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By Jon D. Lee

In An Epidemic of Rumors, Jon D. Lee examines the human reaction to epidemics throughout the lens of the 2003 SARS epidemic. Societies often reply to the eruption of sickness by means of developing tales, jokes, conspiracy theories, legends, and rumors, yet those narratives are usually extra harmful than the ailments they reference. the knowledge disseminated via them is usually erroneous, incorporating xenophobic factors of the disease’s origins and questionable scientific information regarding strength treatments and treatment.

Folklore stories brings very important and helpful views to figuring out cultural responses to the outbreak of affliction. via this etiological learn Lee indicates the similarities among the narratives of the SARS outbreak and the narratives of different modern disorder outbreaks like AIDS and the H1N1 virus. His research means that those disorder narratives don't spring up with new outbreaks or ailments yet are in non-stop move and are recycled opportunistically. Lee additionally explores no matter if this predictability of vernacular sickness narratives offers the chance to create counter-narratives published systematically from the govt or clinical technology to stymie the unwanted effects of the apprehensive rumors that so usually inflame humanity.

With capability for functional program to public overall healthiness and future health coverage, An Epidemic of Rumors will be of curiosity to scholars and students of future health, drugs, and folklore.

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Extra resources for An epidemic of rumors : how stories shape our perception of disease

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This tradition may have actually led to the initial outbreak in Qingxu: Communist Party Secretary Yue Shoubin contracted SARS in Beijing, was hospitalized in Qingxu, and was visited in the hospital by several members of a delegation, at least two of whom subsequently tested positive for SARS and one of whom died (Pomfret 2003). Despite their earlier agreement to be more open, China censored a CNN International report on May 15, refusing to air it because it “positions a negative coverage of China,” according to one official.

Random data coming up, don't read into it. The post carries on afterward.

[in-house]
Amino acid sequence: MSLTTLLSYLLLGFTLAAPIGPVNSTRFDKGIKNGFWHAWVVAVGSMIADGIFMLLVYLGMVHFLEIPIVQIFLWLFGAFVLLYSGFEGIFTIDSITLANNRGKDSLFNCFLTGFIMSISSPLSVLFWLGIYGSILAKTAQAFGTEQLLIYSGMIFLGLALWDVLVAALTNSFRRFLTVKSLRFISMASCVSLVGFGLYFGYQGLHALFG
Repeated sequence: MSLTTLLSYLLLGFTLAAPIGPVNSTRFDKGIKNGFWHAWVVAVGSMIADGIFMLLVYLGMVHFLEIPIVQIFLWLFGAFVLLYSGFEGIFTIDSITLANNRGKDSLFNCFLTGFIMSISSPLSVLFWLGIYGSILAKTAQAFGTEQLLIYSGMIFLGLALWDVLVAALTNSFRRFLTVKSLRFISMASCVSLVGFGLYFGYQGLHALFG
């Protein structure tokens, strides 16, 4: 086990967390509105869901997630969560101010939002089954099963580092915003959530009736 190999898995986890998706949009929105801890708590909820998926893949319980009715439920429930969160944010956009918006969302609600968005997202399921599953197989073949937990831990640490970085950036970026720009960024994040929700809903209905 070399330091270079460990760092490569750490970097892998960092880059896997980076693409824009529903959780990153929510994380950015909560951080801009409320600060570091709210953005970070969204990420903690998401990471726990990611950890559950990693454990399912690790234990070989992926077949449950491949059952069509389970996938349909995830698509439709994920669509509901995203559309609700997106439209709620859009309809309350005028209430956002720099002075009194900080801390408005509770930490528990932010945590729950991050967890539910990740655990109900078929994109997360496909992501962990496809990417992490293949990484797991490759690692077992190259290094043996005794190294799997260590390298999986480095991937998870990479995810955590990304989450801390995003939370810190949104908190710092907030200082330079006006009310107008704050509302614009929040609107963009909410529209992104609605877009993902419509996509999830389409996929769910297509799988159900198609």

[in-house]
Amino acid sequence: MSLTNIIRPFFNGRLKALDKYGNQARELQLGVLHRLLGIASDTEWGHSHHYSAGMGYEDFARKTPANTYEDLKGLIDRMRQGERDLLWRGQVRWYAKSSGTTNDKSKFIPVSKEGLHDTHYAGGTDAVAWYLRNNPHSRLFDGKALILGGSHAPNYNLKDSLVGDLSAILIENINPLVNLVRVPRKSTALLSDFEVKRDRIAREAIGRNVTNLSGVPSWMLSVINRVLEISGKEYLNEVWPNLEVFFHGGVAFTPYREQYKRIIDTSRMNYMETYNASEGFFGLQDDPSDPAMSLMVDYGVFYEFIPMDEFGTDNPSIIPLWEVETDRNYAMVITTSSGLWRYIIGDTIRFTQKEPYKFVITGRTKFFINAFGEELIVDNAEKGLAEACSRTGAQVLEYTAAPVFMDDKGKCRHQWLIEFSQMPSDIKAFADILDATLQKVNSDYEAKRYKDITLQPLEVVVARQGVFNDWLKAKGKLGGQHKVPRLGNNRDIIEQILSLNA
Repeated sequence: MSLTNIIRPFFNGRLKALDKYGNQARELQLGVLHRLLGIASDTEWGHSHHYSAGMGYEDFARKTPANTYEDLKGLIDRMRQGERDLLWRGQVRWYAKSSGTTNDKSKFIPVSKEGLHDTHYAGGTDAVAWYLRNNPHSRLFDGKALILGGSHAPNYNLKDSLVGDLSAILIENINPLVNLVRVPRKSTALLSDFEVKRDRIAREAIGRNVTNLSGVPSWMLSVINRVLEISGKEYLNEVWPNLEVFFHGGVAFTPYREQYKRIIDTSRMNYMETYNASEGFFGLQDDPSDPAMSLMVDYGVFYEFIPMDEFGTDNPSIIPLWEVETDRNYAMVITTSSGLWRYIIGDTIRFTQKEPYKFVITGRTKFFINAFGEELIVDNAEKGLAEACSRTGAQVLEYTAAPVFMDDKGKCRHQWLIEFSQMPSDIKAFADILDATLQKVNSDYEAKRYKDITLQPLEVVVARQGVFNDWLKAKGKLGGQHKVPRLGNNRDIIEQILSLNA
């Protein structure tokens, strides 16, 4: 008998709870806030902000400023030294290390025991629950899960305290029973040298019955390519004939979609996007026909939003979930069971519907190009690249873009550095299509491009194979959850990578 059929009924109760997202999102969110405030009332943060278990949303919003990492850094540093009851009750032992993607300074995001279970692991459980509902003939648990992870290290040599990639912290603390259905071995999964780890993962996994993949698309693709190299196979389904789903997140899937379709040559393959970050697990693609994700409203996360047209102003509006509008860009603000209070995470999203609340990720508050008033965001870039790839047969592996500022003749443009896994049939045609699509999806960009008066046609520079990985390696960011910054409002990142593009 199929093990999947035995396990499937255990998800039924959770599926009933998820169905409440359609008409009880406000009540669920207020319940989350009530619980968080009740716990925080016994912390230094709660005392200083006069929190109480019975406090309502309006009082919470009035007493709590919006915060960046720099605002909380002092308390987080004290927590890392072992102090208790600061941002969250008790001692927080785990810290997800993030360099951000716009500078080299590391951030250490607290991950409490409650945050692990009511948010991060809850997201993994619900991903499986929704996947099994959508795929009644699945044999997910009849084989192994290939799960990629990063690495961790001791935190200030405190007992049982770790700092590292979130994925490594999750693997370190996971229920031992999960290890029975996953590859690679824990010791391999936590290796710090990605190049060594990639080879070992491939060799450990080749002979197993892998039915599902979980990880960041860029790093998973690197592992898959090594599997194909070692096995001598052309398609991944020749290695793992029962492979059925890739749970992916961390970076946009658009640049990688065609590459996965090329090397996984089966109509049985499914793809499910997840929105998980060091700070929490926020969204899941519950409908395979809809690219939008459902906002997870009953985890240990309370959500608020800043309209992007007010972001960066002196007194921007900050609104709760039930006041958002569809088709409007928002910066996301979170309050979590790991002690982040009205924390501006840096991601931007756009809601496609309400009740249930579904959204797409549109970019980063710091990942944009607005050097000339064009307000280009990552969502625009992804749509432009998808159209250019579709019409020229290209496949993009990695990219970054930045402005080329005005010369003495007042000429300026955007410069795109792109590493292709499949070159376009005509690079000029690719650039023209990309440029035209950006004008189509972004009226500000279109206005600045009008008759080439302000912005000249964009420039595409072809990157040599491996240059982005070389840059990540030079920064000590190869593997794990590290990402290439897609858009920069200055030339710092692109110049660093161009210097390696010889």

The rejection came on the same day as health officers announced 22 new cases and 12 fatalities, bringing the island’s death toll to 72 (Huang 2003b). These cases, however, did not include several hospital patients who had not passed the ten-day incubation period, raising the possibility of dozens of unreported infections (“New SARS Deaths a Blow for Taiwan” 2003). On May 26, Taiwan announced no deaths but 15 new cases, and Taipei’s health bureau chief Chiou Shu-ti resigned over a major outbreak in a city hospital.

On May 23, Toronto health officials revealed that they were looking into 25 possible new cases. This new outbreak covered two hospitals—St. John’s Rehab and North York General Hospital—and prompted the CDC to reissue their Toronto travel alert three days after lifting it. Of those infected, two of the North York patients had died and three of the St. John’s patients were in critical condition. Microbiologists studying the new outbreak were not immediately clear how it had spread and assumed all vectors as potentially infectious: health care workers, family members, and even other patients.

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